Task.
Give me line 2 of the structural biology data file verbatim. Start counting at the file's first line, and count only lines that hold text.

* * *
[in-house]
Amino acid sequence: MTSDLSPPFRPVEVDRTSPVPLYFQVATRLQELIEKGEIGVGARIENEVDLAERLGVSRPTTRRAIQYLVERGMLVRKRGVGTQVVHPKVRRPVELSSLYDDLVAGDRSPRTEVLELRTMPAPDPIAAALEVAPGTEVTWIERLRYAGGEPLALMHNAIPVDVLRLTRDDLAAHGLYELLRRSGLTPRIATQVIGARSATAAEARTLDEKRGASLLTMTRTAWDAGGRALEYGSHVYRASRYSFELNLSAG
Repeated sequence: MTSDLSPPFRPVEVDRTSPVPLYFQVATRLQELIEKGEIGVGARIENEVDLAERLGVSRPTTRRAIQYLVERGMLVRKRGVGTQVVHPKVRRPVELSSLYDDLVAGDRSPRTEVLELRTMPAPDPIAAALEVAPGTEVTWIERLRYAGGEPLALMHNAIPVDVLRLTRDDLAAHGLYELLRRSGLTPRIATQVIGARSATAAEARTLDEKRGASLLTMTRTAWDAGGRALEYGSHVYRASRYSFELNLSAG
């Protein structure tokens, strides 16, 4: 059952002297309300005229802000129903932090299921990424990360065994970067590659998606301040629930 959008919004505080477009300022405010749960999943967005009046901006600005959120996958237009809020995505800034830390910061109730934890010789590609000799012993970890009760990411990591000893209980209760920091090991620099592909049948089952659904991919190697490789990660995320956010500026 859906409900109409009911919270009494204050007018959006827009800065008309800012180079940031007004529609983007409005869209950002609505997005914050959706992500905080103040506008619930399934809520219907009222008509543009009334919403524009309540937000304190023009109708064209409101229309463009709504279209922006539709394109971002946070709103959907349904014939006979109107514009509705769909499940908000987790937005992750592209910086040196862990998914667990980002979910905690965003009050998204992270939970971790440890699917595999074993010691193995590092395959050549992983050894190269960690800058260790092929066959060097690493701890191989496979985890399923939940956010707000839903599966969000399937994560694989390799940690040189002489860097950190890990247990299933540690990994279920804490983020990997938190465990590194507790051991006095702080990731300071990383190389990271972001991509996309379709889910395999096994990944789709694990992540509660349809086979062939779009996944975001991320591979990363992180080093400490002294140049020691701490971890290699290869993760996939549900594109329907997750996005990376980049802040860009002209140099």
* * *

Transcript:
Amino acid sequence: MTSDLSPPFRPVEVDRTSPVPLYFQVATRLQELIEKGEIGVGARIENEVDLAERLGVSRPTTRRAIQYLVERGMLVRKRGVGTQVVHPKVRRPVELSSLYDDLVAGDRSPRTEVLELRTMPAPDPIAAALEVAPGTEVTWIERLRYAGGEPLALMHNAIPVDVLRLTRDDLAAHGLYELLRRSGLTPRIATQVIGARSATAAEARTLDEKRGASLLTMTRTAWDAGGRALEYGSHVYRASRYSFELNLSAG